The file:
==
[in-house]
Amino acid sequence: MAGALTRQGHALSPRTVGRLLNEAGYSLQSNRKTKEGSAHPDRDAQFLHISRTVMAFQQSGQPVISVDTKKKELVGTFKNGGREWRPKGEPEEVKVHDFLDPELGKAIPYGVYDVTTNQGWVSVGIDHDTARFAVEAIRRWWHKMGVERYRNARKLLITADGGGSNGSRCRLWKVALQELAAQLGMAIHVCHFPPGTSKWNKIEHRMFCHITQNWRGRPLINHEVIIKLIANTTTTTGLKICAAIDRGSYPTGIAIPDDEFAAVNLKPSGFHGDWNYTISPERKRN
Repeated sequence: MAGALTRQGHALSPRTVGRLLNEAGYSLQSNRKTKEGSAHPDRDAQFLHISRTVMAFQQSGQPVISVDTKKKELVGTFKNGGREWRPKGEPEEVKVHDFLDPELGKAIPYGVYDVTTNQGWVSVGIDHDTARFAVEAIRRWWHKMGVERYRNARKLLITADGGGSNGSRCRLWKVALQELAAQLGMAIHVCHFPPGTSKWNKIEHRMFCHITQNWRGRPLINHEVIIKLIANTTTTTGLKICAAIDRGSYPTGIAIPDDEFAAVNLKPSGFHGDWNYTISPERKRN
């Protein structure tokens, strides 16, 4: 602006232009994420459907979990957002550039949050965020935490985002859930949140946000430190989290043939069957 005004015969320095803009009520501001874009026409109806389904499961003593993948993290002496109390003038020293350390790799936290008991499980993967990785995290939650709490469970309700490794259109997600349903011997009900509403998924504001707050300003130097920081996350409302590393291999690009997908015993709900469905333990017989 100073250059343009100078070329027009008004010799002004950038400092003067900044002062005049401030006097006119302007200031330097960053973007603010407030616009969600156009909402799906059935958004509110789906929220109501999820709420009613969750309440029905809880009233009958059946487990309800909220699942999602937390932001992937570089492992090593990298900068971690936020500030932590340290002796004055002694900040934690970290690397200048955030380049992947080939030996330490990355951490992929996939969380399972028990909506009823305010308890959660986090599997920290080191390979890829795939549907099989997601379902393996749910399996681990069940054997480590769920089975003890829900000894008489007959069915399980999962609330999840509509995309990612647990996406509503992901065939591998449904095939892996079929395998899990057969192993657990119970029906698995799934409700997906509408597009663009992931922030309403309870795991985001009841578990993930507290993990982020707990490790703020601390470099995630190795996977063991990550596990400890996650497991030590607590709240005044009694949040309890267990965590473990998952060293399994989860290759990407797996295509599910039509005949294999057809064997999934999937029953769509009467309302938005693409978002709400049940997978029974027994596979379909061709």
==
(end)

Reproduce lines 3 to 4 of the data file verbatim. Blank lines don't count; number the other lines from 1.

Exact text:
Repeated sequence: MAGALTRQGHALSPRTVGRLLNEAGYSLQSNRKTKEGSAHPDRDAQFLHISRTVMAFQQSGQPVISVDTKKKELVGTFKNGGREWRPKGEPEEVKVHDFLDPELGKAIPYGVYDVTTNQGWVSVGIDHDTARFAVEAIRRWWHKMGVERYRNARKLLITADGGGSNGSRCRLWKVALQELAAQLGMAIHVCHFPPGTSKWNKIEHRMFCHITQNWRGRPLINHEVIIKLIANTTTTTGLKICAAIDRGSYPTGIAIPDDEFAAVNLKPSGFHGDWNYTISPERKRN
């Protein structure tokens, strides 16, 4: 602006232009994420459907979990957002550039949050965020935490985002859930949140946000430190989290043939069957 005004015969320095803009009520501001874009026409109806389904499961003593993948993290002496109390003038020293350390790799936290008991499980993967990785995290939650709490469970309700490794259109997600349903011997009900509403998924504001707050300003130097920081996350409302590393291999690009997908015993709900469905333990017989 100073250059343009100078070329027009008004010799002004950038400092003067900044002062005049401030006097006119302007200031330097960053973007603010407030616009969600156009909402799906059935958004509110789906929220109501999820709420009613969750309440029905809880009233009958059946487990309800909220699942999602937390932001992937570089492992090593990298900068971690936020500030932590340290002796004055002694900040934690970290690397200048955030380049992947080939030996330490990355951490992929996939969380399972028990909506009823305010308890959660986090599997920290080191390979890829795939549907099989997601379902393996749910399996681990069940054997480590769920089975003890829900000894008489007959069915399980999962609330999840509509995309990612647990996406509503992901065939591998449904095939892996079929395998899990057969192993657990119970029906698995799934409700997906509408597009663009992931922030309403309870795991985001009841578990993930507290993990982020707990490790703020601390470099995630190795996977063991990550596990400890996650497991030590607590709240005044009694949040309890267990965590473990998952060293399994989860290759990407797996295509599910039509005949294999057809064997999934999937029953769509009467309302938005693409978002709400049940997978029974027994596979379909061709």